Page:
Throughout the years, I have noticed a pattern that occurs when arguing with various people on the internet – rather than focus and deal with the actual argument I am making, they are arguing against a point that they anticipate I will make later down the line. Rather than address the question I am asking, they address the answer they think I am trying to elicit. To argue and respond like this, I assume they think they are playing mental chess, relying on their clever foresight to anticipate my next move. But more often than not, they are simply relying on their own stereotypes. So what would it be like to play real chess with someone like that?
Mike moves his bishop.
Opponent thinks: “Aha, I’ve seen this move before! I know what he is up to.”
Opponent moves his rook.
Mike moves his knight.
Opponent speaks: What are you doing?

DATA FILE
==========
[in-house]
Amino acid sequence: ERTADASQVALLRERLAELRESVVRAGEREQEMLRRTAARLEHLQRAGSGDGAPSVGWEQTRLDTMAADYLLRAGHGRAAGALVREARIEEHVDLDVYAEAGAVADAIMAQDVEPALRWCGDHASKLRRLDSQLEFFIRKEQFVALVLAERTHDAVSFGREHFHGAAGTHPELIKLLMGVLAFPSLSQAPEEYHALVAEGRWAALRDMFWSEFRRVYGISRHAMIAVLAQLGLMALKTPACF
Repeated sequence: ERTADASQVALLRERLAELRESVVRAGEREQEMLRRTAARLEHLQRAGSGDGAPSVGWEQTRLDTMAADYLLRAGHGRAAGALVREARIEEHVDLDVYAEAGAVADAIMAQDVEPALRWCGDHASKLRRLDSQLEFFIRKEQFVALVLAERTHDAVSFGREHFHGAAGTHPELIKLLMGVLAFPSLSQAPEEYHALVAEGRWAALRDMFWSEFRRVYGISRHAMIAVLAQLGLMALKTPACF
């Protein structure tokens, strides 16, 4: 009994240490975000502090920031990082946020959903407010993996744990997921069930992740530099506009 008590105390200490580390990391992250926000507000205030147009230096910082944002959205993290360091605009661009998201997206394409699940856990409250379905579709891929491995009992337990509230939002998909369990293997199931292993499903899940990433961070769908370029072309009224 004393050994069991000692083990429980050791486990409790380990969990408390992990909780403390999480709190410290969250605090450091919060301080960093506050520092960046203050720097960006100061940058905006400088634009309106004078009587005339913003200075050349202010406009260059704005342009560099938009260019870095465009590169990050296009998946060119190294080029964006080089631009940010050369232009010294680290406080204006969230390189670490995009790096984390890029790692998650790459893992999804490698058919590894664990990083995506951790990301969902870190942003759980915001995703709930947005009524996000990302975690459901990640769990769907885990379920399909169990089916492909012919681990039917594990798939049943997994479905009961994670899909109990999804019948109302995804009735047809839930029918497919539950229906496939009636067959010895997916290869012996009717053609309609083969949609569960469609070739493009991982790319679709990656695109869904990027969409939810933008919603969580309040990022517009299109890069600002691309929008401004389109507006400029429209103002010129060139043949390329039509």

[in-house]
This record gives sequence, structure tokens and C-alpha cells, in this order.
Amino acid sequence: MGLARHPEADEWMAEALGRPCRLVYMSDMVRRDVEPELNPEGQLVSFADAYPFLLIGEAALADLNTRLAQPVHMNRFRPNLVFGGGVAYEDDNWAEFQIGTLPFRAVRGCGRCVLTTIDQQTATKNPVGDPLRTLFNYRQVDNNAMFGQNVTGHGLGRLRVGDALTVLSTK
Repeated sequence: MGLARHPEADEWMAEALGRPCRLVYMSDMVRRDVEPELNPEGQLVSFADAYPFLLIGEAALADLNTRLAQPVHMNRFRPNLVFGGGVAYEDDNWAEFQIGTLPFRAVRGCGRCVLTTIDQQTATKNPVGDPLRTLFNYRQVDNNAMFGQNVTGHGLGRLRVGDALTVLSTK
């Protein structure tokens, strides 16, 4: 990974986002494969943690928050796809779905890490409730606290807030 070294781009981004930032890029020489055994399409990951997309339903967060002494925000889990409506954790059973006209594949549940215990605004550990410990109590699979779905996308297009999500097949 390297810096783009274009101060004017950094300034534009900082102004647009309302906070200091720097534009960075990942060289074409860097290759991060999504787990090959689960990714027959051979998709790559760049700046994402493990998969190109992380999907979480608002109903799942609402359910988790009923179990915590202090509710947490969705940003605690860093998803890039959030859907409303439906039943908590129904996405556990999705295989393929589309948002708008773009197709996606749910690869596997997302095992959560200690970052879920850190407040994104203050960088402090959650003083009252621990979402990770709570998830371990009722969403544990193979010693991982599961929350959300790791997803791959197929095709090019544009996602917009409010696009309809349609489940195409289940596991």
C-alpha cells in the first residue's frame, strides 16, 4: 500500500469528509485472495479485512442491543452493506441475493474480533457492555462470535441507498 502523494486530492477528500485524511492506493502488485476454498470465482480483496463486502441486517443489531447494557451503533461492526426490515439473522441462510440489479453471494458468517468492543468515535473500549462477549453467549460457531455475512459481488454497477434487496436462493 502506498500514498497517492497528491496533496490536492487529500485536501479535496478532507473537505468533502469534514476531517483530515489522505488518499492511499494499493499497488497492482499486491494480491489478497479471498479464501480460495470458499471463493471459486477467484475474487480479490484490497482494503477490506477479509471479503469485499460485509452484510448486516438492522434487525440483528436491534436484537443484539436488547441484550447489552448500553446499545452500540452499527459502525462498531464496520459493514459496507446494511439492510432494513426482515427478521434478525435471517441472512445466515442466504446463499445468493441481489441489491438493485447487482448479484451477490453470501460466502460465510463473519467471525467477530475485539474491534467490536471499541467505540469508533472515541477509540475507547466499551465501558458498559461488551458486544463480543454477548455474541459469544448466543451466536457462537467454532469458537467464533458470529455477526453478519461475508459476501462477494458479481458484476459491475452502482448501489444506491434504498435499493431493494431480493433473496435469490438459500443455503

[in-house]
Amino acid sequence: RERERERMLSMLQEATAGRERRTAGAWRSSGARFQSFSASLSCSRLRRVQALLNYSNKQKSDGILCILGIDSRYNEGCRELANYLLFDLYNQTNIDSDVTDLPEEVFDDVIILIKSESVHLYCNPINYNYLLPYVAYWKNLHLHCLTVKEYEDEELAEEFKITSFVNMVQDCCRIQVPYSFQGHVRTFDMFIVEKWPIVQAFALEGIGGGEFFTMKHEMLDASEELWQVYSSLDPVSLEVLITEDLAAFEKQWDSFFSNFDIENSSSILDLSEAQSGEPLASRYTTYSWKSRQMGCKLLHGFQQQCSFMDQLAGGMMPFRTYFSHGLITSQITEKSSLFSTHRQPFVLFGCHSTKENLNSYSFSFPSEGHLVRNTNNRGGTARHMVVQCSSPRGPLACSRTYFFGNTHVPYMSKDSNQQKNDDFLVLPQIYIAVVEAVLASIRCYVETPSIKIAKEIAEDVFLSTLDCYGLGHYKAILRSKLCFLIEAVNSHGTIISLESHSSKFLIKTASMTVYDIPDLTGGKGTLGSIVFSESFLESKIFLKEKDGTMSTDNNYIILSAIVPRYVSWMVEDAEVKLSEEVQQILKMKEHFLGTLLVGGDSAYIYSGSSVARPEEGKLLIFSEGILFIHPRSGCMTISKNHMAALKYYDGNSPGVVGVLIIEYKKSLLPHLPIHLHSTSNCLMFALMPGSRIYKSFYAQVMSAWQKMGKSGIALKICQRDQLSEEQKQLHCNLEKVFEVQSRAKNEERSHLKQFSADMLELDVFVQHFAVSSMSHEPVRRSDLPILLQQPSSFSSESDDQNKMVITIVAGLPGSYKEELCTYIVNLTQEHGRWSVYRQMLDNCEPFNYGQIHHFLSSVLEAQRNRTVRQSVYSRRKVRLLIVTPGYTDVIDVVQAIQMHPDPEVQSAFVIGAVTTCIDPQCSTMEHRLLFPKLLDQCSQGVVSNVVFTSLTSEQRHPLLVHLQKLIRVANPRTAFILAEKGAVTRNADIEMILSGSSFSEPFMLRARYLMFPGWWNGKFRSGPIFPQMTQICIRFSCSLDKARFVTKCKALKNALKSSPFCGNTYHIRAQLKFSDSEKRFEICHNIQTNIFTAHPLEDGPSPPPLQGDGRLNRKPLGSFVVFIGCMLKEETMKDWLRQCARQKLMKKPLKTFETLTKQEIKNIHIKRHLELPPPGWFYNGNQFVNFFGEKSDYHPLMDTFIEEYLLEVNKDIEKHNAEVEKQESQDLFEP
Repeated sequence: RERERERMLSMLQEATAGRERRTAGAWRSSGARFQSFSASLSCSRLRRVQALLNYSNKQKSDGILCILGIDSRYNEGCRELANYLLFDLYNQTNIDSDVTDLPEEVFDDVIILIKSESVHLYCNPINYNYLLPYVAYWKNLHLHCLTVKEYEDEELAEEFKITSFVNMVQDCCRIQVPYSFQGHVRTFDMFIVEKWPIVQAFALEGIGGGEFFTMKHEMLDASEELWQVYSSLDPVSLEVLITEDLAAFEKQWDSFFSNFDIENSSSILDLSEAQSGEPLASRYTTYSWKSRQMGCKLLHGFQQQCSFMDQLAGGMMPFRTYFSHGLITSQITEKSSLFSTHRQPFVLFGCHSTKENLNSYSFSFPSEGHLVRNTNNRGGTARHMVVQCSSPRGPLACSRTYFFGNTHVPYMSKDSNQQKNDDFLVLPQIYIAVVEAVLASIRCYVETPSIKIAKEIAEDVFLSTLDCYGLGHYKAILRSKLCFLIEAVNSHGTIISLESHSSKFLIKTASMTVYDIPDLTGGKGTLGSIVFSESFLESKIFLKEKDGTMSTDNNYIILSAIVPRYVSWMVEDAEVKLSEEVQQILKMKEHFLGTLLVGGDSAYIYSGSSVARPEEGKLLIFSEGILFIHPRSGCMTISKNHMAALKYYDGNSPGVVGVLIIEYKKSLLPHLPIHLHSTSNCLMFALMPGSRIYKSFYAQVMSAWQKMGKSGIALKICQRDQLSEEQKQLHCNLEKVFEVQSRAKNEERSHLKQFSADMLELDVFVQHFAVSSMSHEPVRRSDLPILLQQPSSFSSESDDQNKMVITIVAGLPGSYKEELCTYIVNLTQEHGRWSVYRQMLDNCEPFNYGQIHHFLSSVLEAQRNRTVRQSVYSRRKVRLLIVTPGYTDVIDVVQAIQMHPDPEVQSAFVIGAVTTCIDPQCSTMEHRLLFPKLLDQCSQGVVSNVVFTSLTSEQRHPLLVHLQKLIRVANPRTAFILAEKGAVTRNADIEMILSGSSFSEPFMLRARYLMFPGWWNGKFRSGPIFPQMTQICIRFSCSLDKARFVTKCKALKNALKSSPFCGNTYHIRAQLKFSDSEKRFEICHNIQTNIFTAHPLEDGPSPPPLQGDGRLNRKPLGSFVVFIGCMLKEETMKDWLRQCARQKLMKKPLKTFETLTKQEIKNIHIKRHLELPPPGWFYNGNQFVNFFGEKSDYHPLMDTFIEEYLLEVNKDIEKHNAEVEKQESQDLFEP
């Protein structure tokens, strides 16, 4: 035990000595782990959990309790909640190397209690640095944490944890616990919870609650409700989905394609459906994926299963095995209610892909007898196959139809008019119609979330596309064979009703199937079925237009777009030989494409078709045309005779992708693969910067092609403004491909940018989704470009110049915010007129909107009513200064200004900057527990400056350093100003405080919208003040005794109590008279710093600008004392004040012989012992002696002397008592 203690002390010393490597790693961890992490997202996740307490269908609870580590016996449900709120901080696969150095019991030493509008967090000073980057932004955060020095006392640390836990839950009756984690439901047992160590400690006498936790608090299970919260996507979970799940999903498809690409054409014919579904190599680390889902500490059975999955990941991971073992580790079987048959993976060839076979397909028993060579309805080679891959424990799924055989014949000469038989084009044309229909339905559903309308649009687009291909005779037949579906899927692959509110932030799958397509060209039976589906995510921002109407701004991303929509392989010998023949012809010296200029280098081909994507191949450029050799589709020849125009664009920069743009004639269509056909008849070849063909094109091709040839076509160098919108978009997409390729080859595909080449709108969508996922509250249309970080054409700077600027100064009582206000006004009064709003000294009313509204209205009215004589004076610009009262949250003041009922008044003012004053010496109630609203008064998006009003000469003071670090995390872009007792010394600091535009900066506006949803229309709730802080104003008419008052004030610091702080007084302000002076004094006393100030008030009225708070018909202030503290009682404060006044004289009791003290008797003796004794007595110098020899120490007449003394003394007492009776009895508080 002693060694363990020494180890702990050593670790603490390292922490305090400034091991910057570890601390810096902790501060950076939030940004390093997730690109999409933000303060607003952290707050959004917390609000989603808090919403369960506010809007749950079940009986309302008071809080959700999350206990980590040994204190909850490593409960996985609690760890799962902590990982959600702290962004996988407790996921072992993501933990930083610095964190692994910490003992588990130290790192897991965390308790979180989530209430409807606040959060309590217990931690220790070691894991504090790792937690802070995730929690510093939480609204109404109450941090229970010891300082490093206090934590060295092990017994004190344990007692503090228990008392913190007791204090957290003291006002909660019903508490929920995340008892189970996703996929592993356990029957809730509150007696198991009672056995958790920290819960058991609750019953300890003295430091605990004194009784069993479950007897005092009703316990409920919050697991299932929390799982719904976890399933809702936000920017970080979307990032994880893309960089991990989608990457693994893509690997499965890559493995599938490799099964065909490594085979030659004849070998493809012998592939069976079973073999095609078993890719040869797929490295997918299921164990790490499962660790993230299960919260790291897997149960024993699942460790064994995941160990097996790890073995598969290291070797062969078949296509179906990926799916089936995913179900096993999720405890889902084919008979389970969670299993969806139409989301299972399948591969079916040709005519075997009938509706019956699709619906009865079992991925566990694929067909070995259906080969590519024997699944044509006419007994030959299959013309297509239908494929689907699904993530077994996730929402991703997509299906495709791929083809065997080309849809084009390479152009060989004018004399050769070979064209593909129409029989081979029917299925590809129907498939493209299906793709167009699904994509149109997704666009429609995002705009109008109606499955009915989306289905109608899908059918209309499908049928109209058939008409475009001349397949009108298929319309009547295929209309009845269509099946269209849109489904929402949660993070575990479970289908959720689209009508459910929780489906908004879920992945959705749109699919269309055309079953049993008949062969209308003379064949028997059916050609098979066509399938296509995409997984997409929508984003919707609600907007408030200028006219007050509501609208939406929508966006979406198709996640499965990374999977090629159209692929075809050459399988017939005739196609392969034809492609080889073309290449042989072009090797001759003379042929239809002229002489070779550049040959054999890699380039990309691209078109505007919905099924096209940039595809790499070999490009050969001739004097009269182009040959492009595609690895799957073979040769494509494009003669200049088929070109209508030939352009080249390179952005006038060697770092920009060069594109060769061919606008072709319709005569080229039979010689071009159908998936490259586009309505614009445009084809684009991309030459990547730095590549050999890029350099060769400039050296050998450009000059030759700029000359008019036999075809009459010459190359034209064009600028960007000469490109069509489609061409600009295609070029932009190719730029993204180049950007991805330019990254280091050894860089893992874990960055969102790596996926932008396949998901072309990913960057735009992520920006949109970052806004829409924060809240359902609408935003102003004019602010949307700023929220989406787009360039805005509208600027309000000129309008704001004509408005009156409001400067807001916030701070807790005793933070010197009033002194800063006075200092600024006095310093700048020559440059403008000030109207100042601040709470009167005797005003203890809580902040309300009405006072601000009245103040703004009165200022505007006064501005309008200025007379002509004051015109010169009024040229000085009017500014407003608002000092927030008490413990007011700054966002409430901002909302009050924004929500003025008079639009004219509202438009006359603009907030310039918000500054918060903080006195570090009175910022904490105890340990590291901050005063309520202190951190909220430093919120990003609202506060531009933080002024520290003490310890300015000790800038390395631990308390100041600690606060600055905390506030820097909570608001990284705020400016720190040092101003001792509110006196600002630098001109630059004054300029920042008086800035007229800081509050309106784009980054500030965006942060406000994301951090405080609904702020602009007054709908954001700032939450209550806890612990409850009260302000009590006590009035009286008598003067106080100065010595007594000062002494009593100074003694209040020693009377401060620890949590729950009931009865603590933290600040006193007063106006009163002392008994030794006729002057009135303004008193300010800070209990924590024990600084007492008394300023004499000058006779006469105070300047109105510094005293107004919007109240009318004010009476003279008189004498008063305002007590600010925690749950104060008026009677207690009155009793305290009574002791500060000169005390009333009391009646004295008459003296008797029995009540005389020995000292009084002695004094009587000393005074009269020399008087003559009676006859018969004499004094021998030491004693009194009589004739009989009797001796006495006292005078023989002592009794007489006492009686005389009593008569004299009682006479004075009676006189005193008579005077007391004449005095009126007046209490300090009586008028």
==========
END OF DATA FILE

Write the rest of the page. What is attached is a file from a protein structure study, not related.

Mike: Playing chess?
Opponent: I know that. But you are not supposed to move your knight. You are supposed to move the queen!
Mike: I am?
Opponent: Yes, I’ve seen this move before. I’ve played with lots of people like you before and you all move the queen.
Mike: But I don’t want to move the queen. I want to move the knight.
Opponent: Okay, now you are lying.
Opponent: You know you want to move your queen, but won’t admit it!
Mike: No, I want to move the knight.
Opponent: Liar. I told you, I’ve played with lots of people like you before and you ALL move the queen.
Mike: But why do you think I am like those other people?
Opponent: That was a cheap shot! Why don’t you just play the game instead of psychoanalyzing me?
Mike: Look, perhaps we shouldn’t play anymore.
Opponent: Why? Are you afraid you’ll lose? Your type always does, you know?
Mike: No, because it looks like you can play this game by yourself.
Gets up and walks away
Opponent: Aha! Once you figured out that I knew you wanted to move the queen, and was ready for that move, you walk away. See ya later. Loser.